These processes mean that some victims of sexual assault may not resist an attack, run away or cry for help. Indeed, they may just appear frozen and unable to act. Some may submit to sexual intercourse from fear of what might happen if they were to resist it, or even merely to protest. Victims may be constantly re-evaluating their situation during the attack and so may change their behaviour accordingly.

The fact that a person who initially protests or resists stops doing so during the attack does not necessarily mean that they are now consenting to it. Submission or adopting a passive stance, and therefore allowing the attacker to do what they want, is not the same as consent, and may stem from fear.  

A victim may also seek to limit danger to others, for example, children. If the victim is afraid that their attacker will become more dangerous or violent if they do not do what they are told, then they may not argue or fight back, but rather will agree to do what is asked, rather than risk the consequences of not doing so. It may be that even after the event, the victim will not seek to get away at the earliest opportunity. This may be because they perceive ongoing danger and are trying to act normally to appease the attacker.

Derealisation, depersonalisation and dissociation may severely impair the person's ability to recall details of the assault and recall may change over time.  Memories of traumatic events are often organised on a perceptual, rather than verbal level, at least in the initial phase following the trauma.  Feelings and emotions can be recalled, but a detailed narrative cannot be given. Thus, questions asked should focus on perceptions (what did you feel/smell/hear and so forth).  With further questioning, and processing of the event (for example by talking it though with a friend, or support worker) more of the narrative component may become accessible, and the victim’s account may change.  Difficulties with altered accounts and variable recall will be familiar, and once again, understanding the psychological processes behind these difficulties can only facilitate successful prosecution.  An inability to access traumatic memories may make the giving of very detailed evidence in court impossible and the person may be seen as lying or incompetent. Other important features of peritraumatic dissociation include:

  • Losing track of what was going on
  • Doing things that individuals later realised they had not actively decided to do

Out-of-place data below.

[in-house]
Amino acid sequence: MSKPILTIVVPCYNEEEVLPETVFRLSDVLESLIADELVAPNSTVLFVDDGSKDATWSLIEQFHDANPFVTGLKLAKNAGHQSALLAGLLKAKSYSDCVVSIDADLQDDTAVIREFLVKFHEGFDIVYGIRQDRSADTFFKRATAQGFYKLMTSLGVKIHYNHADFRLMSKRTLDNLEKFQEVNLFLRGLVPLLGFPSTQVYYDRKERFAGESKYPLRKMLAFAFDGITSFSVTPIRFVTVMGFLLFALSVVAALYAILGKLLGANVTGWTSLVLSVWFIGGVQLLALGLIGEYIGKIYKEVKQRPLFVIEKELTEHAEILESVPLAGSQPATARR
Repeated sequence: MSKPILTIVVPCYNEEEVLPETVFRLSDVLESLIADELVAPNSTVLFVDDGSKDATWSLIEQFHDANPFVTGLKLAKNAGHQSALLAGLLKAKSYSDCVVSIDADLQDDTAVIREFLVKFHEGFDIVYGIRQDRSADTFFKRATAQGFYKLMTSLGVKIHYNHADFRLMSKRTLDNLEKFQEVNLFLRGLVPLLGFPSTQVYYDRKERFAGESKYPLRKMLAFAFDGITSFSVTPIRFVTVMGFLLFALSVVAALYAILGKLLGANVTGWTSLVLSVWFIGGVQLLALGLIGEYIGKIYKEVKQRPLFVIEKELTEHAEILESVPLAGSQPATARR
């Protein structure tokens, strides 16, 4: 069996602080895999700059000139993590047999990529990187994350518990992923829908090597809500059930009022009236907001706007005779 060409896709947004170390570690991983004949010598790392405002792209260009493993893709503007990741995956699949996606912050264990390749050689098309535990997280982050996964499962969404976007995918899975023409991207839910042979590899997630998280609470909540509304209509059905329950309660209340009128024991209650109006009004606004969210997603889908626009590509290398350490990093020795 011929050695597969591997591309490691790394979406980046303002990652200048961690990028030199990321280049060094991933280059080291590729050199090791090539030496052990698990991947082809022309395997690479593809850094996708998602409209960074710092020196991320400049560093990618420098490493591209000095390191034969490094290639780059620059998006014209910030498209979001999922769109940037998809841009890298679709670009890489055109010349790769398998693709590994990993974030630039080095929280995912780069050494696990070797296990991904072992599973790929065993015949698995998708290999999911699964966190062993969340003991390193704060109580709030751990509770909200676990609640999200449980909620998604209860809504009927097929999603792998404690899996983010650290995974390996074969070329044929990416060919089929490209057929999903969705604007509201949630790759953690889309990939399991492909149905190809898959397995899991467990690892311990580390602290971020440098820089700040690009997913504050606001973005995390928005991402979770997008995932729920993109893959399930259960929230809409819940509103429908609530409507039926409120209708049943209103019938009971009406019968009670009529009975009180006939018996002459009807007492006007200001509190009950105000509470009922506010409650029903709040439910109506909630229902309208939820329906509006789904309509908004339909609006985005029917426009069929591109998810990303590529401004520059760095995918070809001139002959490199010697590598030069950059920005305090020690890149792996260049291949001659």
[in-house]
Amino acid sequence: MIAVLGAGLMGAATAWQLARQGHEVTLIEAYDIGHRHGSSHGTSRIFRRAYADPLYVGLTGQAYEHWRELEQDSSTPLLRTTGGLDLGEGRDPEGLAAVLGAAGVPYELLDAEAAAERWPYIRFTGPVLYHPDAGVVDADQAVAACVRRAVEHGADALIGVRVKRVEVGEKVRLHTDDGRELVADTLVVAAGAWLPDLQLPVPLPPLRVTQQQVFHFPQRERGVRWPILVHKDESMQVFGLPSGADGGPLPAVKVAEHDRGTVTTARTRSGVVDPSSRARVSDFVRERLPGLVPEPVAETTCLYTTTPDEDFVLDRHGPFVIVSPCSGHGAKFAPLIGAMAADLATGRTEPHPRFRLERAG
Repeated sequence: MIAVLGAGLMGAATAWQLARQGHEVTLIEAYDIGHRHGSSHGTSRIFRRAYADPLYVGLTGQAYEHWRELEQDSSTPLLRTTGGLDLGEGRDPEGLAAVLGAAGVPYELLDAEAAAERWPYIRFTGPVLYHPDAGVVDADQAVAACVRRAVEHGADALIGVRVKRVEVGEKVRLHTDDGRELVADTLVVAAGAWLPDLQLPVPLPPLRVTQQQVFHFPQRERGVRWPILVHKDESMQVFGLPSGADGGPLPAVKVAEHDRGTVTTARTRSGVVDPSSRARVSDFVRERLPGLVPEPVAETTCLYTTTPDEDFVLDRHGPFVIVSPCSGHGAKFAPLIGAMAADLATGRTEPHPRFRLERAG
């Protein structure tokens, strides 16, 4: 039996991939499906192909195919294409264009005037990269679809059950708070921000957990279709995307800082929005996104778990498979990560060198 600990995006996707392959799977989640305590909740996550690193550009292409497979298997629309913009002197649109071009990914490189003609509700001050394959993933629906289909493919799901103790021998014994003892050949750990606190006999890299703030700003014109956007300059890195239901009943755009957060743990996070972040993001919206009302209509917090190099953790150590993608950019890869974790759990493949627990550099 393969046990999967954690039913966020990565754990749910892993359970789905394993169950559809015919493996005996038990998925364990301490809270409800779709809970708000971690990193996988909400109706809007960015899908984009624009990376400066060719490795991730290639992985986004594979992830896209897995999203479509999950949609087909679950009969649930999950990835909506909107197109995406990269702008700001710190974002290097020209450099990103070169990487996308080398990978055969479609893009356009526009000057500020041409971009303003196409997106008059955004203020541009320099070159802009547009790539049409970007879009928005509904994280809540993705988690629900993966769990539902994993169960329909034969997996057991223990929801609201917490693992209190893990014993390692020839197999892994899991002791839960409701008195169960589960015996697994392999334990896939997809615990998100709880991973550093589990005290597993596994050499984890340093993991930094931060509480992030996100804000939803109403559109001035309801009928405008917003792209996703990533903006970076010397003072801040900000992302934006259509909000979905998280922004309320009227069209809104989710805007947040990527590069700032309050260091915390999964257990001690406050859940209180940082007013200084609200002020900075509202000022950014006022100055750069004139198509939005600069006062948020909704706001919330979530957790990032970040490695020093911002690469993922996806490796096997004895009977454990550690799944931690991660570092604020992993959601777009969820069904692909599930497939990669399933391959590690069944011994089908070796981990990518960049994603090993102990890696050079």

• A sense that time altered, for example “things seemed to be happening in slow motion”, or “at speed”
  • Sensory disturbances, for example moments when their body seemed distorted or changed.

The vast majority of individuals subject to sexual assault will experience an acute stress reaction with feelings such as shock, numbness and distress. In the early weeks and months, most individuals will experience psychological symptoms such as anxiety, depression and tearfulness, guilt, shame, disbelief, physical revulsion and helplessness.  Some will go on to develop PTSD, and many victims of sexual assault also develop depressive symptoms. The majority seem to recover from the acute effects of the attack at between 3 and 4 months, however, for a significant proportion of incident survivors these feelings do not go away and can persist for many months and sometimes years post-trauma.

Prosecutors are referred to the Psychological Evidence Toolkit for Prosecutors which explores a range of difficulties some of which which precede and some of which may arise as a consequence of the sexual assault.

The CPS has produced a training video considering the impact of trauma on memory.

Prosecutors must have an understanding of the vulnerability of victims and the impact of trauma and when evaluating a case and should refer to the Toolkit for prosecutors on VAWG cases involving vulnerable witnesses which sets out the issues to consider relating to a vulnerable victim’s account and provides guidance in relation to how offenders might exploit these vulnerabilities to avoid detection.

Use of a pre-trial witness interview (PTWI)

If the prosecutor has identified an important issue which has not been resolved by the police investigation and is critical to the charging decision a PTWI should be considered. Guidance is here.

Highlighting to police the potential availability of Sexual Risk Orders in the event of NFA

Sexual Risk Orders (SROs) can be applied for by a Chief Officer of Police or the Director General of the National Crime Agency by way of complaint to a Magistrates’ Court. These orders are generally made against an individual who has not been convicted or cautioned for the offence but who nevertheless is thought to pose a risk of harm to the public in the UK and or children or vulnerable adults abroad. Where a prosecutor has made a decision that there is insufficient evidence upon which to prosecute a case he/she should in appropriate cases remind the police of their ability to apply for an SRO.

The Public Interest stage of the Code in Rape and Serious Sexual Offences

It does not automatically follow that if there is sufficient evidence, there will always be a prosecution. Prosecutors must go on to consider whether a prosecution is required in the public interest by assessing the factors set out in paragraph 4.9 of the Code.